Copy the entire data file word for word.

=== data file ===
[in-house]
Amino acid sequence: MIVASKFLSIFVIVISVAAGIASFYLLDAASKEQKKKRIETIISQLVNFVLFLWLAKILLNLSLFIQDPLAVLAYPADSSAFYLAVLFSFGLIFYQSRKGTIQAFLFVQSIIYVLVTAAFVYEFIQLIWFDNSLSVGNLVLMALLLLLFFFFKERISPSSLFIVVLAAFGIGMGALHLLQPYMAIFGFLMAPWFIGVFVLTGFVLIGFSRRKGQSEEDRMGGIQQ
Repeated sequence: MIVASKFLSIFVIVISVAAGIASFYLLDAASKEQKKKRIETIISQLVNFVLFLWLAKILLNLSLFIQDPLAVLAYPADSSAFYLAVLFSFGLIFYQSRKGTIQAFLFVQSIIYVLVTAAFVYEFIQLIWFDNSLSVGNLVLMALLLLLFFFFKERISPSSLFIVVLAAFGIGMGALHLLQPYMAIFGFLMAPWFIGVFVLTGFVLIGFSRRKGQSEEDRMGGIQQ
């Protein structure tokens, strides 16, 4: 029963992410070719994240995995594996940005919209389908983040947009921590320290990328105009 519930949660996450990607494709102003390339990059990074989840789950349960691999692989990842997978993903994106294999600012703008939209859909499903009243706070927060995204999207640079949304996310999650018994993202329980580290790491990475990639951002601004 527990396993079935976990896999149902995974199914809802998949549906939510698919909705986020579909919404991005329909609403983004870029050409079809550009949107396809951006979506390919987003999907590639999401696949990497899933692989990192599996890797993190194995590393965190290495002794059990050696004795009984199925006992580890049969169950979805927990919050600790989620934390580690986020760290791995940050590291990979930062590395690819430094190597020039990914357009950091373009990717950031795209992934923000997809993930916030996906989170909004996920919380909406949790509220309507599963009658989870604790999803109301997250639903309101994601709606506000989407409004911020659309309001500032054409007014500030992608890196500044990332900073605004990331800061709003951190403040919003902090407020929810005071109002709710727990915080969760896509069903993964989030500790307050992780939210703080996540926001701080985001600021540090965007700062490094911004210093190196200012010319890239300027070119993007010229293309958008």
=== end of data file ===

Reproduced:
[in-house]
Amino acid sequence: MIVASKFLSIFVIVISVAAGIASFYLLDAASKEQKKKRIETIISQLVNFVLFLWLAKILLNLSLFIQDPLAVLAYPADSSAFYLAVLFSFGLIFYQSRKGTIQAFLFVQSIIYVLVTAAFVYEFIQLIWFDNSLSVGNLVLMALLLLLFFFFKERISPSSLFIVVLAAFGIGMGALHLLQPYMAIFGFLMAPWFIGVFVLTGFVLIGFSRRKGQSEEDRMGGIQQ
Repeated sequence: MIVASKFLSIFVIVISVAAGIASFYLLDAASKEQKKKRIETIISQLVNFVLFLWLAKILLNLSLFIQDPLAVLAYPADSSAFYLAVLFSFGLIFYQSRKGTIQAFLFVQSIIYVLVTAAFVYEFIQLIWFDNSLSVGNLVLMALLLLLFFFFKERISPSSLFIVVLAAFGIGMGALHLLQPYMAIFGFLMAPWFIGVFVLTGFVLIGFSRRKGQSEEDRMGGIQQ
């Protein structure tokens, strides 16, 4: 029963992410070719994240995995594996940005919209389908983040947009921590320290990328105009 519930949660996450990607494709102003390339990059990074989840789950349960691999692989990842997978993903994106294999600012703008939209859909499903009243706070927060995204999207640079949304996310999650018994993202329980580290790491990475990639951002601004 527990396993079935976990896999149902995974199914809802998949549906939510698919909705986020579909919404991005329909609403983004870029050409079809550009949107396809951006979506390919987003999907590639999401696949990497899933692989990192599996890797993190194995590393965190290495002794059990050696004795009984199925006992580890049969169950979805927990919050600790989620934390580690986020760290791995940050590291990979930062590395690819430094190597020039990914357009950091373009990717950031795209992934923000997809993930916030996906989170909004996920919380909406949790509220309507599963009658989870604790999803109301997250639903309101994601709606506000989407409004911020659309309001500032054409007014500030992608890196500044990332900073605004990331800061709003951190403040919003902090407020929810005071109002709710727990915080969760896509069903993964989030500790307050992780939210703080996540926001701080985001600021540090965007700062490094911004210093190196200012010319890239300027070119993007010229293309958008």